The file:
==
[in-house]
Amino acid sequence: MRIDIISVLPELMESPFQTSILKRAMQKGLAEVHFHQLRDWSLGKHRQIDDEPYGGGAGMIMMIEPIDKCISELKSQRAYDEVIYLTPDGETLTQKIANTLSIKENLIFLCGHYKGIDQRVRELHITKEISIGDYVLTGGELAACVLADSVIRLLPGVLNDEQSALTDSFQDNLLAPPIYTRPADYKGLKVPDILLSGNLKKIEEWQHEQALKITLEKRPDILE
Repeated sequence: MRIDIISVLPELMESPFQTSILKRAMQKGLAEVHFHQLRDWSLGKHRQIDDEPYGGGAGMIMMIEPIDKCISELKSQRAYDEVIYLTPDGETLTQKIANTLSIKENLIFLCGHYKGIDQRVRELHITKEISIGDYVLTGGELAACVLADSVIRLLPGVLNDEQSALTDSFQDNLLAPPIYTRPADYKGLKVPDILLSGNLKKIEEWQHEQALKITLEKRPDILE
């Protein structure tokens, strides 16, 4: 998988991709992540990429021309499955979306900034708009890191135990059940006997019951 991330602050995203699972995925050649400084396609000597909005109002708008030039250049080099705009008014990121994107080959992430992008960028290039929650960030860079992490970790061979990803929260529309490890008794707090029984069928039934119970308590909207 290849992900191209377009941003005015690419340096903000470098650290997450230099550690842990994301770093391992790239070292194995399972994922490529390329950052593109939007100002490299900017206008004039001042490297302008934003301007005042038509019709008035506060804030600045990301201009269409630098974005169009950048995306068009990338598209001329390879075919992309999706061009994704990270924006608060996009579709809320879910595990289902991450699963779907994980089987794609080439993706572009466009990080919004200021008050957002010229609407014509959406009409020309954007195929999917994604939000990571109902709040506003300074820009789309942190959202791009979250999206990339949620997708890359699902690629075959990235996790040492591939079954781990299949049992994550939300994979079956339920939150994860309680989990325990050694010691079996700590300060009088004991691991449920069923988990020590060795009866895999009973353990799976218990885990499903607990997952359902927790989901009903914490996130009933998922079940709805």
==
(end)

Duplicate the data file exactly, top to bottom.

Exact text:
[in-house]
Amino acid sequence: MRIDIISVLPELMESPFQTSILKRAMQKGLAEVHFHQLRDWSLGKHRQIDDEPYGGGAGMIMMIEPIDKCISELKSQRAYDEVIYLTPDGETLTQKIANTLSIKENLIFLCGHYKGIDQRVRELHITKEISIGDYVLTGGELAACVLADSVIRLLPGVLNDEQSALTDSFQDNLLAPPIYTRPADYKGLKVPDILLSGNLKKIEEWQHEQALKITLEKRPDILE
Repeated sequence: MRIDIISVLPELMESPFQTSILKRAMQKGLAEVHFHQLRDWSLGKHRQIDDEPYGGGAGMIMMIEPIDKCISELKSQRAYDEVIYLTPDGETLTQKIANTLSIKENLIFLCGHYKGIDQRVRELHITKEISIGDYVLTGGELAACVLADSVIRLLPGVLNDEQSALTDSFQDNLLAPPIYTRPADYKGLKVPDILLSGNLKKIEEWQHEQALKITLEKRPDILE
């Protein structure tokens, strides 16, 4: 998988991709992540990429021309499955979306900034708009890191135990059940006997019951 991330602050995203699972995925050649400084396609000597909005109002708008030039250049080099705009008014990121994107080959992430992008960028290039929650960030860079992490970790061979990803929260529309490890008794707090029984069928039934119970308590909207 290849992900191209377009941003005015690419340096903000470098650290997450230099550690842990994301770093391992790239070292194995399972994922490529390329950052593109939007100002490299900017206008004039001042490297302008934003301007005042038509019709008035506060804030600045990301201009269409630098974005169009950048995306068009990338598209001329390879075919992309999706061009994704990270924006608060996009579709809320879910595990289902991450699963779907994980089987794609080439993706572009466009990080919004200021008050957002010229609407014509959406009409020309954007195929999917994604939000990571109902709040506003300074820009789309942190959202791009979250999206990339949620997708890359699902690629075959990235996790040492591939079954781990299949049992994550939300994979079956339920939150994860309680989990325990050694010691079996700590300060009088004991691991449920069923988990020590060795009866895999009973353990799976218990885990499903607990997952359902927790989901009903914490996130009933998922079940709805």